Origin of the Name
All of Nova Scotia, as well as parts of Quebec, New Brunswick and Maine, was originally known as Acadia and mainly settled by the French. Fur trader Pierre de Monts established the first successful agricultural settlement in Canada at Port-Royal (now Annapolis Royal, Nova Scotia) in 1605. For the next century, the British and the French fought over the area. Control passed back and forth until 1713, when all of Acadia, except Île Royale (now Cape Breton Island), was ceded to the British under the Treaty of Utrecht.
After the Seven Years War, Nova Scotia included Saint John's Island (as Prince Edward Island was then known), Cape Breton Island and the area now known as New Brunswick. In 1769, Saint John's Island separated from Nova Scotia. In 1784, after a great influx of loyalist refugees from the United States, Nova Scotia was partitioned to create the colonies of New Brunswick and Cape Breton Island. However, Cape Breton again became part of Nova Scotia in 1820.
Coat of Arms
The crest above the shield features two hands, one armed and the other bare, supporting a laurel and a thistle. One interpretation of this has the armed hand and the thistle representing the vow of the King of the Scots to protect his subjects, and the bare hand and the laurel sprig representing the conquest of hardships to be met in Nova Scotia. The laurel sprig is a symbol of peace, triumph and conquest.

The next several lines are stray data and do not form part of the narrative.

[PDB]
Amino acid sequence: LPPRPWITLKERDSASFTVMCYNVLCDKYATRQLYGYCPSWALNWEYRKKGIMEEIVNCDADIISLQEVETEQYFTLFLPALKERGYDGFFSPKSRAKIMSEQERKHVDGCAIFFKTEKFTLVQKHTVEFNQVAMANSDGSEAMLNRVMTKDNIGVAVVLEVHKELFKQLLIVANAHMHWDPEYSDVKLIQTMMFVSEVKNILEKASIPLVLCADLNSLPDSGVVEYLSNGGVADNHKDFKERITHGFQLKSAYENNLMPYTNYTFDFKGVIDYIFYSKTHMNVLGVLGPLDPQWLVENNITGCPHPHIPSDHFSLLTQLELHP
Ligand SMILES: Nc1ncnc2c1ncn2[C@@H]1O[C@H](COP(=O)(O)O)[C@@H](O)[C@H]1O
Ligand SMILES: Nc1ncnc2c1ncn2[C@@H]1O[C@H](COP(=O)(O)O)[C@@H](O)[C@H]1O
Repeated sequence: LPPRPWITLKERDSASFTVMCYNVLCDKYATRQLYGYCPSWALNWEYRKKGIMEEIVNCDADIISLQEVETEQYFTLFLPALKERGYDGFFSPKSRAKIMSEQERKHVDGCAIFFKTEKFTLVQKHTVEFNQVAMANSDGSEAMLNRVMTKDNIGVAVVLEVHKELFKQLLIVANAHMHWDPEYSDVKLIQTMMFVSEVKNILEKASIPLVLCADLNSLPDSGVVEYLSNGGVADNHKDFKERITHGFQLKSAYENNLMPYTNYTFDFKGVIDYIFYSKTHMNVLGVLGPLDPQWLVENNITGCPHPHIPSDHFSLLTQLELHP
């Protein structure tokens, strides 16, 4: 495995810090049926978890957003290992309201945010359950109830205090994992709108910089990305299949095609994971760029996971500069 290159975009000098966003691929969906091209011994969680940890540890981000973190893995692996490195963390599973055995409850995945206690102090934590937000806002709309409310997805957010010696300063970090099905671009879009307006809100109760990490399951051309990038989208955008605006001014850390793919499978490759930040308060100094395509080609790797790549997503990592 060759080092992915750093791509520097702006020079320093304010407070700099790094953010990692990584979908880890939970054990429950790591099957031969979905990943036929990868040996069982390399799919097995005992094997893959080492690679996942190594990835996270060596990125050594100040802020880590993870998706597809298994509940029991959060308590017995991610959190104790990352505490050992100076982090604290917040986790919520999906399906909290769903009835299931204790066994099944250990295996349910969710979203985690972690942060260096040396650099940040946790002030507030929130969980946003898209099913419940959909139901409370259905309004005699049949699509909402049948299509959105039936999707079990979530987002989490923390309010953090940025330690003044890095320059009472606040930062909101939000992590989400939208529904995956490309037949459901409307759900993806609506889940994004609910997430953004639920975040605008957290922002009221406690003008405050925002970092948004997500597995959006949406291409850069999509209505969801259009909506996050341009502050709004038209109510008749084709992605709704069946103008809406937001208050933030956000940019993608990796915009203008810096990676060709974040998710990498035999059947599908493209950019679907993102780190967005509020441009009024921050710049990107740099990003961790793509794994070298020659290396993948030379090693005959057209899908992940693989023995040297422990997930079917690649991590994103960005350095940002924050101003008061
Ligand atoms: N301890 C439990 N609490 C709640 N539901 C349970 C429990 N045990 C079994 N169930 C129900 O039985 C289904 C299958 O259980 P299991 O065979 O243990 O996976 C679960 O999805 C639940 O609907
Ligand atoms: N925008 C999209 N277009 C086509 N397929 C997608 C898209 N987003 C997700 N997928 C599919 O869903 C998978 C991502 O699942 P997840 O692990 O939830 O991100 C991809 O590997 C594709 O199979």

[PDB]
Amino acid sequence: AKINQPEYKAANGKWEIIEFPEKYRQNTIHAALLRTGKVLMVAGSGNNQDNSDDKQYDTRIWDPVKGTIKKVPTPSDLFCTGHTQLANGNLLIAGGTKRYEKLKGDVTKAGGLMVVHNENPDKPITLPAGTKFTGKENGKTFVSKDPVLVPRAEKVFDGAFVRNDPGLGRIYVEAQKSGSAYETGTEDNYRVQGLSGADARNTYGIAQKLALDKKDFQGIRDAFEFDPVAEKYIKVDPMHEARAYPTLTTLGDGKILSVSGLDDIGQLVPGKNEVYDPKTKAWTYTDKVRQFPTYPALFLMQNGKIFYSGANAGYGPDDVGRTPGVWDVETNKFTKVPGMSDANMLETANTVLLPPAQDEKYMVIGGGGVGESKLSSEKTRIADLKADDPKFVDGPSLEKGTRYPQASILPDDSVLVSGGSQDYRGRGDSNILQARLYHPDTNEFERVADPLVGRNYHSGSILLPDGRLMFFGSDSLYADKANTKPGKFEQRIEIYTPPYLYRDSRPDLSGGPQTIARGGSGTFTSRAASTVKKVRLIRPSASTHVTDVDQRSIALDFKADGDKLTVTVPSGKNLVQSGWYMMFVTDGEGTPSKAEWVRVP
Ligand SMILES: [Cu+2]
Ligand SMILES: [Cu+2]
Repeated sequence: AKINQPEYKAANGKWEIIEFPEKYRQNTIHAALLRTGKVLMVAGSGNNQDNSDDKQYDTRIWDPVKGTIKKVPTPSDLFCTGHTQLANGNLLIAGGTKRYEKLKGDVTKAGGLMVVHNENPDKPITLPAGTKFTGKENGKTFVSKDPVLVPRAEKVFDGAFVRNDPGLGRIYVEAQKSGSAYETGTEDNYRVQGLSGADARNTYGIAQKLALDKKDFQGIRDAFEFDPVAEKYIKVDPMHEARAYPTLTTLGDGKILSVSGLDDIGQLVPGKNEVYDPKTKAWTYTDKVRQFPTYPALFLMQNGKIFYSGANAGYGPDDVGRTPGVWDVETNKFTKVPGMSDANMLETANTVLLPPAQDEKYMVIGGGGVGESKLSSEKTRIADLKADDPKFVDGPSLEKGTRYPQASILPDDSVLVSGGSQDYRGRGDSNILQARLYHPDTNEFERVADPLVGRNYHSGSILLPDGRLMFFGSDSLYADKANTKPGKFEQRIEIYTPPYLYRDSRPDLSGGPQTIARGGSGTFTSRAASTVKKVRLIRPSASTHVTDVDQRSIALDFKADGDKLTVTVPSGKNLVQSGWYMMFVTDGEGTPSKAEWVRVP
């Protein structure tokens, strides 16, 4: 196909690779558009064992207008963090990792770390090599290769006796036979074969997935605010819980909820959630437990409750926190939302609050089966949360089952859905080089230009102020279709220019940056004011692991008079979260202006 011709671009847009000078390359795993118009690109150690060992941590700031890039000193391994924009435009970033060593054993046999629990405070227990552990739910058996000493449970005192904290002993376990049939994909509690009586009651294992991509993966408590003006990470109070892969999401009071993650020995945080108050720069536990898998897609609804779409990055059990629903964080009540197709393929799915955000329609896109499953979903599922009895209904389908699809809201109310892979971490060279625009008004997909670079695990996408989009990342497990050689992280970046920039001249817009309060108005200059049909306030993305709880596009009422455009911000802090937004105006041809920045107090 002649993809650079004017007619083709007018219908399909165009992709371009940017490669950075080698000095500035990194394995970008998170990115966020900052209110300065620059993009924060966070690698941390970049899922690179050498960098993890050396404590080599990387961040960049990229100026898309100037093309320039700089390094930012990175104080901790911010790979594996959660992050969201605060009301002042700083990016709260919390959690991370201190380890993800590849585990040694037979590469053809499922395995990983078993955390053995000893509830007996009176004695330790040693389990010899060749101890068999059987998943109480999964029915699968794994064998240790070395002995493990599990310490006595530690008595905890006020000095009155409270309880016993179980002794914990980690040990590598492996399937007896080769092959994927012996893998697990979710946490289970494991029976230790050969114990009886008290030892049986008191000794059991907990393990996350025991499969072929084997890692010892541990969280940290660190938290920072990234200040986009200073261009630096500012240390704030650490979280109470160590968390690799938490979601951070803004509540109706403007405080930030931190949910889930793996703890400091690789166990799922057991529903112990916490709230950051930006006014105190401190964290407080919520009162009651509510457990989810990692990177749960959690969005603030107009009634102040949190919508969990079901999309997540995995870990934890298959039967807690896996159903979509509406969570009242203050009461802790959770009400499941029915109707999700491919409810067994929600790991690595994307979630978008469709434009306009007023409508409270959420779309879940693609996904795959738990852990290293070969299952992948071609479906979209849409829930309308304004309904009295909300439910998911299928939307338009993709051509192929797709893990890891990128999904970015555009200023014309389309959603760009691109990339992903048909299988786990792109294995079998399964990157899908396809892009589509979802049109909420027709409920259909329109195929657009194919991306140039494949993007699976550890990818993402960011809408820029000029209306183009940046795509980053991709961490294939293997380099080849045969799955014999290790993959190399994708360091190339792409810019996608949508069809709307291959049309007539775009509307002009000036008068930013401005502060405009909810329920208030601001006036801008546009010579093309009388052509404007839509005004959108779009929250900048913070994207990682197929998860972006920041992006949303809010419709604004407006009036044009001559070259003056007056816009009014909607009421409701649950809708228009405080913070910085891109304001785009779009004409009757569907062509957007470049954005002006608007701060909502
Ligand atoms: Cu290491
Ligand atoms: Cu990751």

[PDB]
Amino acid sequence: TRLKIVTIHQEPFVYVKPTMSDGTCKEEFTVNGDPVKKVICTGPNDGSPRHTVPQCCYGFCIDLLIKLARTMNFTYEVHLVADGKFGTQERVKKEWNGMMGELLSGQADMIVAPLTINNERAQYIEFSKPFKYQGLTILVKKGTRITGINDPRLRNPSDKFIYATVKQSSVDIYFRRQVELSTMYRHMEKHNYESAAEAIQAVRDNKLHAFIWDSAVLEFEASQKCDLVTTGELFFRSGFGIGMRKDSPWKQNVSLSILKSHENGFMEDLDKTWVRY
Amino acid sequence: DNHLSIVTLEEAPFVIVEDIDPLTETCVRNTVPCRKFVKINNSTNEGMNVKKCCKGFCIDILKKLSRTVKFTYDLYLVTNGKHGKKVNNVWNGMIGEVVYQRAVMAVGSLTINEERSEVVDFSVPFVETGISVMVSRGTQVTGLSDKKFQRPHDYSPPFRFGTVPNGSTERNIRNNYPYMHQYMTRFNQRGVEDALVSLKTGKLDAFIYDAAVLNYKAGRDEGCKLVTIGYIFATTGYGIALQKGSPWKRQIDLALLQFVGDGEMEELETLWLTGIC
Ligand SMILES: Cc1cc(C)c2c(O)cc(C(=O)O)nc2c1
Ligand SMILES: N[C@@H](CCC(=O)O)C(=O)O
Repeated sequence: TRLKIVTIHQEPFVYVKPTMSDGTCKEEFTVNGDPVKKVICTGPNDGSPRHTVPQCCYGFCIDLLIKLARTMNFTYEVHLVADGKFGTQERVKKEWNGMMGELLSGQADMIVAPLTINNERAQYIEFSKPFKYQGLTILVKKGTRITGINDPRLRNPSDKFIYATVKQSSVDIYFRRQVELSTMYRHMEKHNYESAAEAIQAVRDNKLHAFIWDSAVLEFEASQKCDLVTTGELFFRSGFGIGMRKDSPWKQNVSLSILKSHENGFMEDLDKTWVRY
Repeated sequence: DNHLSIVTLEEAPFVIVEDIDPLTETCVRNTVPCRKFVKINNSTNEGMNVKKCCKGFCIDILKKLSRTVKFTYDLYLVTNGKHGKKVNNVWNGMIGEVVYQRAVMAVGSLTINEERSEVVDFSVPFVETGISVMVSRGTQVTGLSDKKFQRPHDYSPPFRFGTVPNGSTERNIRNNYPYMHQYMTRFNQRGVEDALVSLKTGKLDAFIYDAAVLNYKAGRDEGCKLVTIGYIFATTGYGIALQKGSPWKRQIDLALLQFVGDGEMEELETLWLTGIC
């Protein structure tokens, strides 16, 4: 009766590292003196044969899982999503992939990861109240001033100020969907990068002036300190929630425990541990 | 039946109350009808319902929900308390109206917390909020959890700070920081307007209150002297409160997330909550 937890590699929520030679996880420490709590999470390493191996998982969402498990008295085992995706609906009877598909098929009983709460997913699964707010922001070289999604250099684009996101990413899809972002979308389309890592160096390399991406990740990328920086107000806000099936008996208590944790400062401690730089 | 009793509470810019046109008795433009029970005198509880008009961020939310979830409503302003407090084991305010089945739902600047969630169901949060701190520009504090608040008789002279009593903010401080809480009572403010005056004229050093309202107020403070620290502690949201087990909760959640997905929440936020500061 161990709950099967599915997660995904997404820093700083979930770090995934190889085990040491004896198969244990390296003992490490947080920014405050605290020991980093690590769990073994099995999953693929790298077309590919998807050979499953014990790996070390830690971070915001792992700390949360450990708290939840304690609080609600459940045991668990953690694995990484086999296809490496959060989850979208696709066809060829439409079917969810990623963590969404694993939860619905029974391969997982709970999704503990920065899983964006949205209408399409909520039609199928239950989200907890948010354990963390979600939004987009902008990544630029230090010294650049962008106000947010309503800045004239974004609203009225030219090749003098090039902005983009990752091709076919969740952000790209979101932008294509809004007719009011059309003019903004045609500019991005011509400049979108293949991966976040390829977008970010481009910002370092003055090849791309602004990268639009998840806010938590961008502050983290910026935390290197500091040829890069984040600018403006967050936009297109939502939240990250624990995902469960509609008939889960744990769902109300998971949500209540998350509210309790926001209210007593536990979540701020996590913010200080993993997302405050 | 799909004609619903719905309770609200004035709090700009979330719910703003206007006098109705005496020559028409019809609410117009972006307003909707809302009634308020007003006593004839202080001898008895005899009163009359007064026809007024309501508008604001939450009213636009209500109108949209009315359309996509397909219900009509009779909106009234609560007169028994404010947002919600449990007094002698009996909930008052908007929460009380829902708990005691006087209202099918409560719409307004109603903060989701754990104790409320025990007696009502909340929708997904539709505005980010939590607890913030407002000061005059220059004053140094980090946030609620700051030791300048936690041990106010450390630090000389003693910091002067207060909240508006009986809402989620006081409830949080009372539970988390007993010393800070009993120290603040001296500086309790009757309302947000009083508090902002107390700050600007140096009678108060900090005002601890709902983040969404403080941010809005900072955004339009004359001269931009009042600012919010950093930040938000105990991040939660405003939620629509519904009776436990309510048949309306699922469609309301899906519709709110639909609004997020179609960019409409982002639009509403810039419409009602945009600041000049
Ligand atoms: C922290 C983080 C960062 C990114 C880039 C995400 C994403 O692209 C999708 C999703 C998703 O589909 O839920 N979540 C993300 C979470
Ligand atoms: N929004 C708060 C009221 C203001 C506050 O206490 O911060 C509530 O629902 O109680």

The shield is supported by a crowned unicorn, part of Scotland's royal coat of arms, and an Aboriginal man, representing the province's native Indian population.
A royal helmet — facing forward — rests on the shield. A unique feature of the Nova Scotia coat of arms is that the motto is placed above the arms, a common practice in Scotland.
Nova Scotia is the only province to have had a coat of arms annulled. When the province joined Confederation, it was assigned a new coat of arms, as were the other new provinces. Unlike the other provinces, however, Nova Scotia had already been granted one. After the First World War, there was a movement to restore the province's original arms. This change received royal approval in 1929.
MUNIT HAEC ET ALTERA VINCIT (One defends and the other conquers)
The mayflower, also known as trailing arbutus, blooms in the forest glades of early spring, often amid the last remaining snows of winter. The pink flowers are delicately scented and grow on stems from 15 to 30 centimetres long. The mayflower derives its name from the Massachusetts pilgrims who saw it as the first flower of spring and named it after the ship that brought them to Plymouth Rock.
Other Provincial Symbols
- The Nova Scotia Tartan
- Red Spruce (Picea rubens)
- Nova Scotia Duck Tolling Retriever Dog
- Wild Blueberry
- Acadian Flag